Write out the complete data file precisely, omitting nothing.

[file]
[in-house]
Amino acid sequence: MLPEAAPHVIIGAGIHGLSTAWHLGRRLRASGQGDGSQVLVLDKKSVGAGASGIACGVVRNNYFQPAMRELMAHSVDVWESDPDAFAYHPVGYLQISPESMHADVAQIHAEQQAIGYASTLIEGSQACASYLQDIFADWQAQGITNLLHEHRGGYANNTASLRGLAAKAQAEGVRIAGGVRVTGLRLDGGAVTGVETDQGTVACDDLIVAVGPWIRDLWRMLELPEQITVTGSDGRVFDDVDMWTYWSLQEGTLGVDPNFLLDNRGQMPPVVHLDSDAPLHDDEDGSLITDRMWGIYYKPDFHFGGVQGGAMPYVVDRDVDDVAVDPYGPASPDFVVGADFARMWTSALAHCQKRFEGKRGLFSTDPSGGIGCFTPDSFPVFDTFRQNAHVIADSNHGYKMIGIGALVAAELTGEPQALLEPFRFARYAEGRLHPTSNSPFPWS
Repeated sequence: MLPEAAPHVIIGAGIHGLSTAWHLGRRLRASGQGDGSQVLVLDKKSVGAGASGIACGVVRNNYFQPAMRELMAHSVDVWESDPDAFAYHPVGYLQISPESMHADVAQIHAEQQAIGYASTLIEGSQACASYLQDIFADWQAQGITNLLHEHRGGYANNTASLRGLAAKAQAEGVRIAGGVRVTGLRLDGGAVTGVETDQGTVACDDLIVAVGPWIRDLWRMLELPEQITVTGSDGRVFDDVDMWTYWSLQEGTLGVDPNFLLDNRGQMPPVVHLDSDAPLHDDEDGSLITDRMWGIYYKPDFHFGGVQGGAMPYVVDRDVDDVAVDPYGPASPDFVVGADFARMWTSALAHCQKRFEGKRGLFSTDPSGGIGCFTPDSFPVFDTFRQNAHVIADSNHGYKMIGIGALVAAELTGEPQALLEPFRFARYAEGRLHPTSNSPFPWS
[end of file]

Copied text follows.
[in-house]
Amino acid sequence: MLPEAAPHVIIGAGIHGLSTAWHLGRRLRASGQGDGSQVLVLDKKSVGAGASGIACGVVRNNYFQPAMRELMAHSVDVWESDPDAFAYHPVGYLQISPESMHADVAQIHAEQQAIGYASTLIEGSQACASYLQDIFADWQAQGITNLLHEHRGGYANNTASLRGLAAKAQAEGVRIAGGVRVTGLRLDGGAVTGVETDQGTVACDDLIVAVGPWIRDLWRMLELPEQITVTGSDGRVFDDVDMWTYWSLQEGTLGVDPNFLLDNRGQMPPVVHLDSDAPLHDDEDGSLITDRMWGIYYKPDFHFGGVQGGAMPYVVDRDVDDVAVDPYGPASPDFVVGADFARMWTSALAHCQKRFEGKRGLFSTDPSGGIGCFTPDSFPVFDTFRQNAHVIADSNHGYKMIGIGALVAAELTGEPQALLEPFRFARYAEGRLHPTSNSPFPWS
Repeated sequence: MLPEAAPHVIIGAGIHGLSTAWHLGRRLRASGQGDGSQVLVLDKKSVGAGASGIACGVVRNNYFQPAMRELMAHSVDVWESDPDAFAYHPVGYLQISPESMHADVAQIHAEQQAIGYASTLIEGSQACASYLQDIFADWQAQGITNLLHEHRGGYANNTASLRGLAAKAQAEGVRIAGGVRVTGLRLDGGAVTGVETDQGTVACDDLIVAVGPWIRDLWRMLELPEQITVTGSDGRVFDDVDMWTYWSLQEGTLGVDPNFLLDNRGQMPPVVHLDSDAPLHDDEDGSLITDRMWGIYYKPDFHFGGVQGGAMPYVVDRDVDDVAVDPYGPASPDFVVGADFARMWTSALAHCQKRFEGKRGLFSTDPSGGIGCFTPDSFPVFDTFRQNAHVIADSNHGYKMIGIGALVAAELTGEPQALLEPFRFARYAEGRLHPTSNSPFPWS